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A hero who won the George Medal for bravery is too frightened to use his own bathroom after a leaking flat above caused the ceiling to collapse almost on top of him.
And now the owner of the flat, Argyll Community Housing Association (ACHA), is refusing to fix the damage.
Seamas McNeill, a 73-year-old retired master in the Merchant Navy, helped save 37 lives in the Piper Alpha disaster, which killed 167 people in 1988 after a gas leak caused the oil platform to explode.
Five times Mr McNeill’s boat went into the flames to rescue survivors, until it was blown out of the sea by an underwater gas explosion and sank, ditching the three crew into freezing water for 45 minutes.
In 1991, the Queen awarded Mr McNeill (also known as James), Charles Haffrey and Andrew Kiloh the silver George Medal, the UK’s second highest civilian decoration, for acts of great bravery.
Mr McNeill survived the UK’s worst offshore oil disaster, but he says a falling bathroom ceiling nearly killed him on Tuesday last week, and he is too scared even to take a bath in case other debris falls on him.
He told The Oban Times: ‘I had been brushing my teeth and I had just stepped out of the bathroom when I heard a bang and the whole ceiling had come down. I got such a fright. I had just walked out the door. If I were under it, I would have been killed.
‘I am too scared to use the bathroom because there is still stuff coming down. I wash my hair in the sink in the kitchen. I walk down the street to use the toilet. I feel like I am not in my own house any more.’
The widower, originally from Barra, moved to the Glencruitten Drive flat 43 years ago, in 1974, with his wife Wilma, who died suddenly last year.
His godson noticed the dripping ceiling a fortnight ago, so Mr McNeill notified the ACHA tenant above, who reported it to an emergency plumber and the association.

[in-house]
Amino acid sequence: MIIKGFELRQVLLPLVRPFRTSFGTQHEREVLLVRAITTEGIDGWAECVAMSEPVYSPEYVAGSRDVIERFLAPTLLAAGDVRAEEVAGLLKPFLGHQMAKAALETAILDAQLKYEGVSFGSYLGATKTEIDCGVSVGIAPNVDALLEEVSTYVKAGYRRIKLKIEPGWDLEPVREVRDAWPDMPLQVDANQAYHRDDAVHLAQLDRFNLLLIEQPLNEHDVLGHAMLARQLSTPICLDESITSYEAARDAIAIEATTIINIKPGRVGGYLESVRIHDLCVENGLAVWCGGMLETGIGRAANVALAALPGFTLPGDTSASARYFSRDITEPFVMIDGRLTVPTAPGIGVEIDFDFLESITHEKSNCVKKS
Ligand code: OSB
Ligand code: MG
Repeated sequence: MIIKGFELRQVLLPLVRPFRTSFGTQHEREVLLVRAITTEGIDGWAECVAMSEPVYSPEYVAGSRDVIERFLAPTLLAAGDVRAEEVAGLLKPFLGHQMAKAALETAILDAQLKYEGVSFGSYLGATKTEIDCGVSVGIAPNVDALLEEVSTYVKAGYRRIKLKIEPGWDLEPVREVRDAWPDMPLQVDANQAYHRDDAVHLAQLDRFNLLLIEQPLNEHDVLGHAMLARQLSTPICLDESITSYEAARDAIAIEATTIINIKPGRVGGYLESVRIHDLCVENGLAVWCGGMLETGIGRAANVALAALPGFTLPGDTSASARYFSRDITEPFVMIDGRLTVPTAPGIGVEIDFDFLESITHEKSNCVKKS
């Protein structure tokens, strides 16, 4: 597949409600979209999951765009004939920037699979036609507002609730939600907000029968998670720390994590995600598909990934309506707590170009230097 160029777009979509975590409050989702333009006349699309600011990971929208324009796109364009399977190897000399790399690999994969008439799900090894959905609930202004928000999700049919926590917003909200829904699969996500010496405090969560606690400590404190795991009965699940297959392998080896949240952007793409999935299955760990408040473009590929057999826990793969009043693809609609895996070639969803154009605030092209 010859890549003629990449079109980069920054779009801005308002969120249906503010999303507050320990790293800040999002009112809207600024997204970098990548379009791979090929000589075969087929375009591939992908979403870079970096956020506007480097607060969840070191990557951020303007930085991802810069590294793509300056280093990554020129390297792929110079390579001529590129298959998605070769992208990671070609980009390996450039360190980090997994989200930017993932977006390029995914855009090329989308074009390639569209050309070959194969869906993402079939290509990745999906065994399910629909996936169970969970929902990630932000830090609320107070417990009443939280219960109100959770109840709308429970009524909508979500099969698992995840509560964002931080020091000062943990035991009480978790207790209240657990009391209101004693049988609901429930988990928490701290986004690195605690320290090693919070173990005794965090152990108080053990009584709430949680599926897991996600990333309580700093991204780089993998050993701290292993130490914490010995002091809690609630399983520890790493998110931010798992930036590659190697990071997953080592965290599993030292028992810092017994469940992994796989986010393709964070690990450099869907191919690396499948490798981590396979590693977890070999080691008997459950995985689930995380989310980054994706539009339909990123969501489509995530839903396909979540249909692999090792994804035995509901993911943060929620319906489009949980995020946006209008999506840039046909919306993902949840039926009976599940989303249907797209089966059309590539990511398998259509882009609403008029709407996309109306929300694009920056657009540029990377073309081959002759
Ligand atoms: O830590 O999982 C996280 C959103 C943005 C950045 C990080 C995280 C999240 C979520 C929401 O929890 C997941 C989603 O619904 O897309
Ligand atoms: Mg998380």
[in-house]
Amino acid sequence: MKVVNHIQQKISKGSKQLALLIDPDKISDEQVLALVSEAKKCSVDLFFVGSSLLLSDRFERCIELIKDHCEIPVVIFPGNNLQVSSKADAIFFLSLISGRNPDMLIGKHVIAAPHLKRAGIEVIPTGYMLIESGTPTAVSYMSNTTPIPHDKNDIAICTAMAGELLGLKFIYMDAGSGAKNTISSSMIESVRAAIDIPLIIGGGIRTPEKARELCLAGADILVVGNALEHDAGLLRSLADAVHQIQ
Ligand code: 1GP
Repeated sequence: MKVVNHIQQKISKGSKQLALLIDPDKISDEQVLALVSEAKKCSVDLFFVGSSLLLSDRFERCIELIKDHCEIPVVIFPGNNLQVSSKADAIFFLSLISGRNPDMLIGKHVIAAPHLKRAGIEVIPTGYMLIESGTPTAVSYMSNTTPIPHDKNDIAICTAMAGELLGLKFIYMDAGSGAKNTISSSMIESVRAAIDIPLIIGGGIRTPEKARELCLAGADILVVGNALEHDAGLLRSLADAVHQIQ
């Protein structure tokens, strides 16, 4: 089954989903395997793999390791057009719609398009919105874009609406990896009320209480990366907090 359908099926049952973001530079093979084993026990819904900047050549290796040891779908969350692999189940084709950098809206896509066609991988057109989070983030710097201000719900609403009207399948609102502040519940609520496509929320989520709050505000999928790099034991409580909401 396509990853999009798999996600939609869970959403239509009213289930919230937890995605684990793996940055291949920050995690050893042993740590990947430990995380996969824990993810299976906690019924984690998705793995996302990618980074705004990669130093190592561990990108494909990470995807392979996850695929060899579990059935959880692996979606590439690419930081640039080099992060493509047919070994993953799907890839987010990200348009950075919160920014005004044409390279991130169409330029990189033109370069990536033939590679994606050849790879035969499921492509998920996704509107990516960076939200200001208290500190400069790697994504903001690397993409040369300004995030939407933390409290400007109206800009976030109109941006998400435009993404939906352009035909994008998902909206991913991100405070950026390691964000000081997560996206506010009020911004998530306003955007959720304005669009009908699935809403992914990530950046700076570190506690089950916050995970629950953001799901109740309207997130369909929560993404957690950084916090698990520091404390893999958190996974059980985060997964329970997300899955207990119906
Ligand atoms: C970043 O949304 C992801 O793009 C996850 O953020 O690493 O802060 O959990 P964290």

The plumber fixed the leaking toilet in the ACHA flat above and put a hole in Mr McNeill’s ceiling to drain the pooling water, and an ACHA inspector followed this up, carrying out a check.
Mr McNeill recalled: ‘The workman kept saying, “It is alright. It is fixed. It will dry out”. I said, “I do not think so”. I could see the bulge in it. Then a few days later the whole lot came down. I would have been badly hurt, because there were big lumps.’
‘All I got from ACHA was, “It is nothing to do with us”,’ Mr McNeill said. ‘They would not even come out and look. They said to claim on my home insurance. But the leak came from their house. They said it was fixed. Why should I go through my home insurance for their mistakes? They should actually fix everything here, because it was their fault.’
ACHA chief executive Alastair MacGregor said: ‘On the evening of May 2, the association’s repairs contractor was called to attend an out-of-hours call regarding water ingress to a private owner’s flat below an ACHA flat. The issue was due to an overflowing cistern due to a ball valve failure and was rectified at the time.
‘On May 3 a property inspector visited our flat at Glencruitten Drive and looked at the problem. He also visited the private owner below to discuss what had happened, and during the visit he inspected the ceiling which showed a bow.
‘Although the ceiling at the time was mis-shaped, it did feel sound and firm, and the private owner advised that no water had come through the electrics, and there was no evidence of lying water.
‘The private owner was advised that the ceiling would not go back into shape and would need remedial attention and he would be better contacting his insurance regarding this. The private owner informed the inspector that he did not want to make a claim against ACHA or his insurance company. However, our inspector gave advice that he should at least let his insurance company know.
‘ACHA can work on common parts of properties shared with private owners but our insurances do not allow us to work on the internals of private owners’ properties. If the situation was reversed we would need to claim our insurance and arrange our repairs.’